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Deep Learning Improves CT Guidance for Revascularization of Coronary Total Occlusions


Emerging research revealed that a deep learning model had a nearly twofold increase in successful segmentation and reconstruction of coronary total occlusions (CTOs) on coronary computed tomography angiogram (CCTA) and a 73 percent reduction in post-processing and measurement time in comparison to a conventional manual approach.

While coronary computed tomography angiography (CCTA) provides detailed imaging of chronic total occlusions (CTOs), it is reportedly time-consuming and technically challenging to segment and reconstruct occluded vessel segments on CCTA. However, a new deep learning algorithm may improve the effectiveness and efficiency of CTO assessment.

In a recently published retrospective study in Radiology, researchers assessed automated segmentation and reconstruction of CTOs on CCTA with a deep learning algorithm. Trained on 6,066 patients (582 of whom had a CTO) and validated in a 1,962-patient cohort (including 208 patients with CTO), the deep learning model was subsequently assessed in an external test set of 211 patients with a total of 240 CTO lesions, according to the study.

The researchers found that the deep learning algorithm facilitated successful automated segmentation and reconstruction via CCTA for 228 out of 240 CTO lesions (95 percent) in comparison to 116 out of 240 CTO lesions (48 percent) with conventional manual reconstruction. Use of the deep learning model also led to an average reduction of approximately 5.6 minutes in postprocessing and measurement time (mean of 121 seconds) for assessing CTO lesions in comparison to manual reconstruction (mean of 456 seconds).

The deep learning model combines a global segmentation convolutional network with a shallow vessel tracing network, according to the study authors. They noted that initial segmentation of heart chambers provides context to vessel location through the coronary segmentation network. The researchers said the shallow vessel tracing network “bridge(s) the possible discontinuity in the coronary segmentation results,” highlighting local image details and the growth of initially disconnected vessel segments.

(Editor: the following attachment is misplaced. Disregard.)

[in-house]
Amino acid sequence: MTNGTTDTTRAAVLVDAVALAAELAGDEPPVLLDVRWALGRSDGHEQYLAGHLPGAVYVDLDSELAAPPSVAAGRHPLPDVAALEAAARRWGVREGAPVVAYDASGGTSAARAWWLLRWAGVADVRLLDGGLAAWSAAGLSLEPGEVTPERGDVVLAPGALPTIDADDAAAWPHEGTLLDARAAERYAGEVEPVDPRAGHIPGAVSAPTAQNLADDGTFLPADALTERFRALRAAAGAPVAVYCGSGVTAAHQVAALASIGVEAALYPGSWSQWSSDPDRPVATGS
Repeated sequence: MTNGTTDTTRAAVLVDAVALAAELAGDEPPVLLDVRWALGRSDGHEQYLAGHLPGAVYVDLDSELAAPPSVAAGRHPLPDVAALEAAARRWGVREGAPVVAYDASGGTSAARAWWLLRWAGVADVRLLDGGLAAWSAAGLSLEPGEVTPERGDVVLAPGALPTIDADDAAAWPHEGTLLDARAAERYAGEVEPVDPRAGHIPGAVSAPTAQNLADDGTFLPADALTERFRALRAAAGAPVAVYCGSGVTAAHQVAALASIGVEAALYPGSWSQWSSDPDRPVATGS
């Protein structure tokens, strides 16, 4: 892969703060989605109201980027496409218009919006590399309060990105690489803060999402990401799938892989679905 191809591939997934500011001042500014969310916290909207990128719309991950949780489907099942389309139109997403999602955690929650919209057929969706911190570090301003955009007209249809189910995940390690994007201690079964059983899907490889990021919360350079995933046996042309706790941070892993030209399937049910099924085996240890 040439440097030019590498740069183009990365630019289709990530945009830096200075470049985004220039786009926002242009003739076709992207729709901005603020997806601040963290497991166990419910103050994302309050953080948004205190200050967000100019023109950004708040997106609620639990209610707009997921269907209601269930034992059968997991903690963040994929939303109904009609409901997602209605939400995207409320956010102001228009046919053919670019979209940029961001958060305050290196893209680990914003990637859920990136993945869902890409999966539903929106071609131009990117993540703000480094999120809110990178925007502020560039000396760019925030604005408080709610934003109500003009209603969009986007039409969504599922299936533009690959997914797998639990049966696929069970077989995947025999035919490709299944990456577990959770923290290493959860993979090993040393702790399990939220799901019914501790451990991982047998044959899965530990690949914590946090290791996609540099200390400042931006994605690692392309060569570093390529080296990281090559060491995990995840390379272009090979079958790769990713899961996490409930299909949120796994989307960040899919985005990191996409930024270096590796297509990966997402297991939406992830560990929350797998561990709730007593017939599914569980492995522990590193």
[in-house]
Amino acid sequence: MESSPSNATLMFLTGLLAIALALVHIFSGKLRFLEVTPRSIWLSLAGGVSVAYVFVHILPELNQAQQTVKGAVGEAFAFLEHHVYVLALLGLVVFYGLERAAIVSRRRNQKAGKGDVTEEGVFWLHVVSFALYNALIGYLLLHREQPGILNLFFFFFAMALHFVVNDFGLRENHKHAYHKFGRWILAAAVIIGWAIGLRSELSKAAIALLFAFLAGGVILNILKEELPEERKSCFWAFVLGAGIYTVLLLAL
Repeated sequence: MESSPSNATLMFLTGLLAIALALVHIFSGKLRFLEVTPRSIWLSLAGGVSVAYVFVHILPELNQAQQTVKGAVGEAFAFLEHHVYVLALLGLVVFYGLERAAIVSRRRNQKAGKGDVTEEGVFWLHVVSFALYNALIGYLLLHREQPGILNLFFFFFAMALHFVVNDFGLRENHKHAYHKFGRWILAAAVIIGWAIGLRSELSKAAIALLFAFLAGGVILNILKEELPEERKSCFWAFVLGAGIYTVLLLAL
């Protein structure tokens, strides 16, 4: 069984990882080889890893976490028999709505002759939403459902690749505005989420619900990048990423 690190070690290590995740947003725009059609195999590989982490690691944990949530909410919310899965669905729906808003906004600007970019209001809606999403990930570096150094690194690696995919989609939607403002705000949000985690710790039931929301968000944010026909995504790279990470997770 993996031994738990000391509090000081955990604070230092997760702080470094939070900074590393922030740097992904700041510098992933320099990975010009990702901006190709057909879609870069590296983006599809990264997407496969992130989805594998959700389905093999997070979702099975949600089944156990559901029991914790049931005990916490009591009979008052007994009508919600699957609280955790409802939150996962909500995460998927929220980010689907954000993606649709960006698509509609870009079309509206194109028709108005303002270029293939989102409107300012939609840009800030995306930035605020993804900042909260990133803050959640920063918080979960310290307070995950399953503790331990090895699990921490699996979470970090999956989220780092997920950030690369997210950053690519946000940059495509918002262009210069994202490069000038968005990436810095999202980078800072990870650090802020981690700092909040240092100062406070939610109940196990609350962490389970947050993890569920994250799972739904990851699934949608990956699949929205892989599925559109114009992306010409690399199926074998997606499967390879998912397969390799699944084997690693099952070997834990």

“The combination of two networks proves effective to improve the integrity and continuity of coronary segmentation and to expedite CTO preprocedural assessment without compromising measurement accuracy,” wrote Jiayin Zhang, M.D., who is affiliated with the Department of Radiology at Shanghai General Hospital in China, and colleagues.

The location and length of CTO lesions did not affect the efficacy of the deep learning model. Zhang and colleagues pointed out that segmentation and reconstruction via the deep learning algorithm had a 96 percent success rate in the left anterior descending artery and a 97 percent success rate in the right coronary artery. Automated postprocessing with the deep learning model was also successful for 93 percent of long occlusions (> 2 cm) and 97 percent of short occlusions (< 2 cm), according to Zhang and colleagues.

In regard to study limitations, the researchers noted that manual diagnosis and measurement were still necessary to assess the reconstructed images from the deep learning model. They also acknowledged that only three types of CT scanners from two vendors were utilized for the external validation testing of the deep learning algorithm.

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